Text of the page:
$10,000 Loss in Lake Fire

Members of four of Toledo’s socially prominent families narrowly escaped death injury early Monday in a fire which destroyed two cottages at Wampler’s lake, 16 miles northwest of here, and badly damaged a third with a total loss estimated at $10,000.

The fire started in the cottage of Mr. and Mrs. Charles Baither of Toledo and quickly spread to the cottage of Mr. and Mrs. Marvin Rorick also of Toledo. Both cottages burned. Continue reading “$10,000 Loss in Lake Fire”


Dance To Be Given At Moose Hall In Albany

Eck Rorick’s Collegians orchestra, which played last winter, has been engaged for the winter season at the Moose hall, it was announced today. The first dance of the winter series will be Saturday night, and will be preceded from 8 o’clock to 9 o’clock by a concert at the Moore music house on First street, to be given by the Collegians.

Source: Albany Democrat, October 9, 1924.

The Manhattan Quartet

The Manhattan quartet of The Dalles, Or., is composed of high school lads who have willingly sung, free of charge, for several years at church entertainments, charity shows and private social functions. The boys have become the most popular signers in town. They are members of the board of regents of the Manhattan club which gives dances, benefit parties and various other social events frequently. Continue reading “The Manhattan Quartet”

The Day in Michigan (Excerpt)

An argument ensured when LeRoy Dew, 32, and his brother, Johnny, 26, came to the farm of John Rorick, Jr., near Adrian, and claimed that back wages were due to them.

The argument developed into blows, and the brothers began beating Rorick on his porch. Mrs. Rorick got a shotgun and brought it to her husband. He held the two callers at bay until sheriff deputies arrived. They arrested the Dews and held them for assault and battery.

Rorick checked his gun when the shells began sliding down the barrel, and found that Mrs. Rorick had loaded it with 20-gauge shells instead of 16s. It may as well have been empty, but it served the purpose.

Source: Detroit Free Press, June 11, 1954.

“Are Husbands Necessary?”

The answer to that provoking inquiry, “Are Husbands Necessary?” shouldn’t be given in whiffles.

A “whiffle,” according to that picture of that name now at the McDonald, is what Mr. Cugat calls any exaggeration of Mrs. Cugat’s. And if Mrs. Cugat isn’t a “natural born” whiffler, she has certainly developed whiffling into an amusing of its (or her) own.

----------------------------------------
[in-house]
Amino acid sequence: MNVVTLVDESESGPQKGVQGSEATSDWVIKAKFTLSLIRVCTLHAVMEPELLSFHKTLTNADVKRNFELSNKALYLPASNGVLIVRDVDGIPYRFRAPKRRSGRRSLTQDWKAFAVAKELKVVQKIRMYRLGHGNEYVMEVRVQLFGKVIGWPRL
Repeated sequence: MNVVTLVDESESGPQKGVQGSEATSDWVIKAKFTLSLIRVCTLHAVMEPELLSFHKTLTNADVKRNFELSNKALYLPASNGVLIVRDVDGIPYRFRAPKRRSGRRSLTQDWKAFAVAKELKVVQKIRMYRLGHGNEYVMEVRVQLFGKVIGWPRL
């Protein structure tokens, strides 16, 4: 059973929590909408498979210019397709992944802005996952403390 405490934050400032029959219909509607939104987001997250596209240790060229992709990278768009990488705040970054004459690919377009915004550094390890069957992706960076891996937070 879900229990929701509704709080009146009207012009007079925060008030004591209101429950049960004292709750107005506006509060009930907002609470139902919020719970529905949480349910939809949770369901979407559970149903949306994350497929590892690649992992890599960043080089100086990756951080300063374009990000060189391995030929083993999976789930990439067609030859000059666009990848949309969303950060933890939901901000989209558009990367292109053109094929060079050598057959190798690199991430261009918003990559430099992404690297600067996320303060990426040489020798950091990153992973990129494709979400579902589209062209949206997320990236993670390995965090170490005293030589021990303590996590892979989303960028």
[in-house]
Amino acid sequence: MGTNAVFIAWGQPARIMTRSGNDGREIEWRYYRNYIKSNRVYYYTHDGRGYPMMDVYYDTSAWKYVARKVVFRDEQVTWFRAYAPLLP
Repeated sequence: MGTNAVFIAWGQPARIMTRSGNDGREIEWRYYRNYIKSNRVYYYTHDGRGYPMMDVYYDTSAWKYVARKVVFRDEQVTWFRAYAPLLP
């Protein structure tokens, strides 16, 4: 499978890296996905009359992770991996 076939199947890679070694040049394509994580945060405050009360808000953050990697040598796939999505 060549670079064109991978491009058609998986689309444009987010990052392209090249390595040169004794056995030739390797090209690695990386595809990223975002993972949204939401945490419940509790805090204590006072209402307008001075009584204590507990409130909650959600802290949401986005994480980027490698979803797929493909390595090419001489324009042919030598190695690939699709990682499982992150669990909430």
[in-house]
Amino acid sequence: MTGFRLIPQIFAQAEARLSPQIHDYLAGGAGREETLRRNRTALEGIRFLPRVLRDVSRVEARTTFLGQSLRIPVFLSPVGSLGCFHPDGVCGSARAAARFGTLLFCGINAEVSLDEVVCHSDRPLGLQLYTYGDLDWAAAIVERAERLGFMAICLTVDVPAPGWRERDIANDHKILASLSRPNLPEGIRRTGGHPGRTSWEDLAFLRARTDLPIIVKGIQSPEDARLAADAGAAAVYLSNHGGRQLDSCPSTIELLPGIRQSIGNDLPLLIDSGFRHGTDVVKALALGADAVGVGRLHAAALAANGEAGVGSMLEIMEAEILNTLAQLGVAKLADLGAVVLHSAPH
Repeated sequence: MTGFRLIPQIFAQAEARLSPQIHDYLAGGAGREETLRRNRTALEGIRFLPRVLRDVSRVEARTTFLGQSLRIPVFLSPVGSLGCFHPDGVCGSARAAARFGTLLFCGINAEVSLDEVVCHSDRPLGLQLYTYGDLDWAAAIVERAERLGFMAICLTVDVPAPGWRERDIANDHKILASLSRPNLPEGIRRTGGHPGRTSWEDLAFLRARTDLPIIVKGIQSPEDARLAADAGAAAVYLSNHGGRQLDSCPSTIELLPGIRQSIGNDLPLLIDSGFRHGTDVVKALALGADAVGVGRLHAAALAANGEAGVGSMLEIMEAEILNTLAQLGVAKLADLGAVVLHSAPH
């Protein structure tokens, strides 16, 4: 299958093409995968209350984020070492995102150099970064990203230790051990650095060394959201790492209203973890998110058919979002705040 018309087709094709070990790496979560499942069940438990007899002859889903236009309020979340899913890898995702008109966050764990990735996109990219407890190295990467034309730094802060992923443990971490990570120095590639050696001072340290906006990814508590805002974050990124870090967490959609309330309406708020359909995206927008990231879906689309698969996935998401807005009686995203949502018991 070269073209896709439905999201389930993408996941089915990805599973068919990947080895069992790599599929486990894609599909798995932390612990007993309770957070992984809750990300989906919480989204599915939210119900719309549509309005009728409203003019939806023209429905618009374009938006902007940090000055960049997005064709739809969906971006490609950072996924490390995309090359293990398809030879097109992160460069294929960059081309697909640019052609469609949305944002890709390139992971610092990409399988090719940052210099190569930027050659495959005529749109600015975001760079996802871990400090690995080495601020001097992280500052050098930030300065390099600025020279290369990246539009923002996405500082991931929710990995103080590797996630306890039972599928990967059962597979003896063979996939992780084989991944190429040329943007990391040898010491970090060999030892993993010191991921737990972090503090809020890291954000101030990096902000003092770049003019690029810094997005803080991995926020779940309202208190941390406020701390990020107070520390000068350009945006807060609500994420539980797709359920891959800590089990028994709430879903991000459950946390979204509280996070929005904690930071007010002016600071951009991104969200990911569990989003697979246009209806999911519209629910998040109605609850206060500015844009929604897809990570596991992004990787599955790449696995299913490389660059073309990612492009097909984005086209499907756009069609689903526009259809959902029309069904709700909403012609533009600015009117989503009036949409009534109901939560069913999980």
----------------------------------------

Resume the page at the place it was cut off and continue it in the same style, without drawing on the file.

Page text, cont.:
Based on Isabel Scott Rorick’s humorous book of sketches, which was a steady if not phenomenal best seller for more than a year, the film was known during production days by its original title, “Mr. and Mrs. Cugat.” When Xavier Cugat, the congaphile, brought suit against Paramount and won, after claiming his was the only family in the U.S. with that surname, the studio changed the show’s title to its present and perhaps more boxofficeworthy one.

Continue reading ““Are Husbands Necessary?””

The Rorick-Smith Wedding


Music, Flowers and Friends Lend Attractiveness to the Occasion.

Mr. David Rorick and Miss Mina I. Smith were united in marriage at the residence of the bride’s mother in north San Bernardino Tuesday.

The house had been tastefully decorated for the occasion, and when at 2 o’clock Rev. David Walk took his place in the parlor and the air was filed [sic] with the Lohengrin march, to the friends present the scene was an impressive one. The bridegroom was accompanied by Geo. L. Smith of Colton as “best man” and the bride by Miss Zelma Smith, also of Colton as bridesmaid.

Continue reading “The Rorick-Smith Wedding”

Jessie H. Rorick

Funeral services for Mrs. Jessie Harper Rorick, 54, of 2486 N.W. Westover road will be Thursday at 1 p.m. at the Spencer-Libby funeral home in The Dalles rather than on Wednesday as previously announced.

Mrs. Rorick died of a heart attack in The Dalles Monday while visiting friends and relatives.

Source: The Oregonian, May 20, 1948.

City Attorney Resigns

The resignation of City Attorney David Rorick has been filed with City Clerk Harry D. Brodie, and will be acted upon at the next meeting of the board of city trustees. The resignation has not been opened, but it has been learned that no reasons will be found when it is.

Neither is Rorick saying very much about the resignation.  The rumor is that the action of the attorney was prompted in part by the action of the board of city trustees in adopting the so-called liquor ordinance.  The vigorous enforcement of the measure would call for a whole lot of work, and while Rorick has not been accused of shirking his duty, his friends say that he would rather be free.

The plan of having a resident city attorney, instead of depending upon attorneys of San Diego, whose services have been sought from time to time, has been satisfactory and considerable regret has been expressed because Rorick has felt it expedient for him to resign.  In the discussion of Rorick’s successor, the name of Attorney John Johnson, Sr., has been heard.

Source:  San Diego Union, May 4, 1909, excerpted from an article about the City of Oceanside.


Miss Hudson is Bride of Mr. Rorick

A mix of traditional and modern made Julie Hudson’s wedding Saturday afternoon one of the most striking of the entire June season.

The bride herself wore the wedding gown of lace and silk illusion which had been worn by her great grandmother, the late Mrs. Theodore DeLong Buhl, and eventually by her mother, Mrs. J. Stewart Hudson.

In the frocks of the bride’s attendants was the touch of 1948, because they were fashioned on the very newest ankle-length lines.

Continue reading “Miss Hudson is Bride of Mr. Rorick”